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Andrew Pouring Spent Botanicals in to our Composting Bays

Read all about the measures we’ve put in place to reduce our impact on the earth.

Back in 2017, when Andrew and I first stood in the vast, 13,000-square-foot abyss we now call home, we knew we had a sizeable responsibility: to carefully consider our activities and the impact they might have on the planet.

We first looked at water consumption. In distillation, water must be continuously fed into the condenser to cool spirit vapour back into liquid. Heartbreakingly, most small distilleries send this perfectly good water straight to drain after a single use, but we knew we needed to be better – so we’ve designed and installed a closed-loop cooling system instead. As the cooling water exits our condenser at 60ºC, it passes through a heat exchanger, where our highly-efficient recirculating chiller knocks the temperature down to 12ºC. It then fills into a buffer tank, ready to be reused and pumped back into the system on demand with zero wastage.

Based on our current production levels, we estimate this saves roughly 2,000,000 litres of good, clean mains water from getting flushed down the drain each year. Do you ever wonder why this isn’t the norm? Why small distilleries aren’t doing more? For now, the answer might be cost.

In 2018, when we were looking to install our water-saving recirculation system, we approached various organisation, like Zero Waste Scotland, to ask if they could help fund such projects. Unfortunately, in order to access the support, Sweetdram had to invest a minimum of £100k – money we just didn’t have – so Andrew and I had to dip into our own pocket to pay the £25k separately. That amount of cash is potentially crippling for a small business, so most craft distilleries simply can’t afford to purchase the equipment. It’s a shame that the government aren’t doing more to help through low-scale match funding or similar initiatives. Surely that must all change soon.

Beyond water, we’ve taken other steps to minimise our carbon footprint. For example, we compost all the organic by-products generated on-site – including spent botanicals and fruit pomace from Sail We Must – into feed for new botanicals, which we grow in the distillery garden for our seasonal Wild Absinthe. Maybe it would be easier to ship it off for commercial disposal like other urban distilleries, but by pushing ourselves to be inventive, and making the physical effort to create a circular economy, we’ve managed to upcycle waste into a deliciously unique new spirit.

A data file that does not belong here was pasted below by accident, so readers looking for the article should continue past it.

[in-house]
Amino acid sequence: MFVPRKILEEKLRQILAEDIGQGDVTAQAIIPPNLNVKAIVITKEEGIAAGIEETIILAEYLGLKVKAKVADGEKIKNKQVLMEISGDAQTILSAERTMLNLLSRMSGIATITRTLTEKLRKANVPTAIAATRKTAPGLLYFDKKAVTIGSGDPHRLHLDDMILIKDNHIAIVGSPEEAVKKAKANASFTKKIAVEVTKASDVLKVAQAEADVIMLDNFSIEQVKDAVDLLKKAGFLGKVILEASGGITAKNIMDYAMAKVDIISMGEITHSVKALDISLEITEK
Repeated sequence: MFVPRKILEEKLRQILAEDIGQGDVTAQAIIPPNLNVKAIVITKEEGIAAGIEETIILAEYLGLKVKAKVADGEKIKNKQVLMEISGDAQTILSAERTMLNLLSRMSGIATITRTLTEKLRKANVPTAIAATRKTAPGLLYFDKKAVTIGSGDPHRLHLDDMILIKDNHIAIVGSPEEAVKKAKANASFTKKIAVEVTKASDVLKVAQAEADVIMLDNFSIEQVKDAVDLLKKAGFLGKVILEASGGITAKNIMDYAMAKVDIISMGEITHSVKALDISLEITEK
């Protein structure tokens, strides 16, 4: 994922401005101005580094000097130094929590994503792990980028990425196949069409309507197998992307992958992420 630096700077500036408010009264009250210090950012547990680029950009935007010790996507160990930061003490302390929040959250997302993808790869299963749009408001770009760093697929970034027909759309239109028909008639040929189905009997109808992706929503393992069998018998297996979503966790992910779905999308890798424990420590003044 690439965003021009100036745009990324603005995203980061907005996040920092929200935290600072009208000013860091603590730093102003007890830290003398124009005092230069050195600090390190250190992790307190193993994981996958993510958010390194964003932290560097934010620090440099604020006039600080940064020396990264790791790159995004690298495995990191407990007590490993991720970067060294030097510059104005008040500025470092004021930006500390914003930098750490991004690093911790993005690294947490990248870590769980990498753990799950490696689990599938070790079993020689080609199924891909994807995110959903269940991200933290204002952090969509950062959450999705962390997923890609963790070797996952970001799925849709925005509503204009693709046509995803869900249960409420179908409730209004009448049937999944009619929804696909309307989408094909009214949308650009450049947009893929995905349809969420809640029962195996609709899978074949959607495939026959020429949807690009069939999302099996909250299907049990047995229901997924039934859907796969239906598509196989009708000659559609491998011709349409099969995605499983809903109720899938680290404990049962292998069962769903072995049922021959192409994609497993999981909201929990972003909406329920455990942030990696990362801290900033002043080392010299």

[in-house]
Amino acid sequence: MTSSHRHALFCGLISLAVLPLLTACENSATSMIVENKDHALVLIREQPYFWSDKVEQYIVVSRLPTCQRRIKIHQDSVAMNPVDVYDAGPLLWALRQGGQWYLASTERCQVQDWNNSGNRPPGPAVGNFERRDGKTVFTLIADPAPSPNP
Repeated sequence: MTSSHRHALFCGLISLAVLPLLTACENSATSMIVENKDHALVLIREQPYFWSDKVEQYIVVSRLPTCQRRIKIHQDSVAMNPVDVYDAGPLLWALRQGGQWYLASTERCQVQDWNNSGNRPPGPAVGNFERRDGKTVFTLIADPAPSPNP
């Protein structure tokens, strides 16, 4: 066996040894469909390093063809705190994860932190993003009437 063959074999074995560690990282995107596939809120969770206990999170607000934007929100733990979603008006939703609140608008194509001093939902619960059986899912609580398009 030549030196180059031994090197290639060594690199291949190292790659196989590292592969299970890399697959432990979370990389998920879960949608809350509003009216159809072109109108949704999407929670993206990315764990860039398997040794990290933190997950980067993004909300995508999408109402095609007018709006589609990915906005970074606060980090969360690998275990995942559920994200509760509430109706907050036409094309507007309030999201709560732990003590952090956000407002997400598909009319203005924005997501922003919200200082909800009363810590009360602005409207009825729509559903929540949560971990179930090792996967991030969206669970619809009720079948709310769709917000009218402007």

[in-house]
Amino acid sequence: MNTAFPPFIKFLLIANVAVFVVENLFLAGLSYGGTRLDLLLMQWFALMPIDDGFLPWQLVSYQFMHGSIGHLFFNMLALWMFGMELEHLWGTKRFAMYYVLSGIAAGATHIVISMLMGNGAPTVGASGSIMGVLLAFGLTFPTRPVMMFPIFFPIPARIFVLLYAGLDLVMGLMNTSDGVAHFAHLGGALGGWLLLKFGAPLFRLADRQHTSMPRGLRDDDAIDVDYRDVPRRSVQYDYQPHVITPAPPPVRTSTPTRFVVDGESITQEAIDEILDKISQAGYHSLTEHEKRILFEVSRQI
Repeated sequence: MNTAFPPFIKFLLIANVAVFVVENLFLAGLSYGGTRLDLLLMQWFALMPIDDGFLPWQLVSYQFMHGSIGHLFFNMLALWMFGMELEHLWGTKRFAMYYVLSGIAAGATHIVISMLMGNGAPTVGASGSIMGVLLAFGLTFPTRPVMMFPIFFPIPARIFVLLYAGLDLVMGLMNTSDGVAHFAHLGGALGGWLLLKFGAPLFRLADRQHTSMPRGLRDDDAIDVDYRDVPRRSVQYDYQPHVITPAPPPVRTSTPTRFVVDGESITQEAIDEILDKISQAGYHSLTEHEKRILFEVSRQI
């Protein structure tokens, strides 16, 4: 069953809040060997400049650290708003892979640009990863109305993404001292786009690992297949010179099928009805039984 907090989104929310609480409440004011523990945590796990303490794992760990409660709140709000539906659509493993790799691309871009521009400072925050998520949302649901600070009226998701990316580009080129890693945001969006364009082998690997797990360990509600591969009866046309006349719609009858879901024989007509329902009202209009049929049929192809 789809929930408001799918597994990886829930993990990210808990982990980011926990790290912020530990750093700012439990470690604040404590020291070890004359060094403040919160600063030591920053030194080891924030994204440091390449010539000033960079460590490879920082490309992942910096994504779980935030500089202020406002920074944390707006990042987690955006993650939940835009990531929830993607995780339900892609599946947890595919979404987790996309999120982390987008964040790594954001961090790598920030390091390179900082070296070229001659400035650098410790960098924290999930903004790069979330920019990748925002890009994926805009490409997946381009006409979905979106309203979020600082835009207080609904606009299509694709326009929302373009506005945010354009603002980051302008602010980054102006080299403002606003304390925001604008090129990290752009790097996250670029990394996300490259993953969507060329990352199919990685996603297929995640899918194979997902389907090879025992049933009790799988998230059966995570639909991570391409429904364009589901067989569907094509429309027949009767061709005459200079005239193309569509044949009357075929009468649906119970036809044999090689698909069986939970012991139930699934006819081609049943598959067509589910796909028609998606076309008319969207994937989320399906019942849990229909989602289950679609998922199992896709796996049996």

Away from the distillery, our team members live as sustainably as possible. We work hard to minimise personal waste, especially single-use plastic, limit car use and coordinate bulk meals using ingredients that would otherwise get thrown away. We’re as passionate about cooking as we are about distilling, and for me personally, I love the challenge of utilising food destined for the bin. We recently bought a dehydrator to dry over-ripe, expiring fruit into tasty, healthy treats, and I’ll ferment and pickle veg to preserve it. It might sound relatively minor, but these positive practices set a standard, which can become infectious and influential.

In the end, our sustainable distillery model starts and finishes with people. It’s not an empty marketing ploy to sell products. We distill as we mean to live. And if we can lead by example at work – through the big process decisions and the smaller social ones, like what we eat for lunch – then hopefully that ethos can find a way to permeate out into the wider world.

Daniel Fisher

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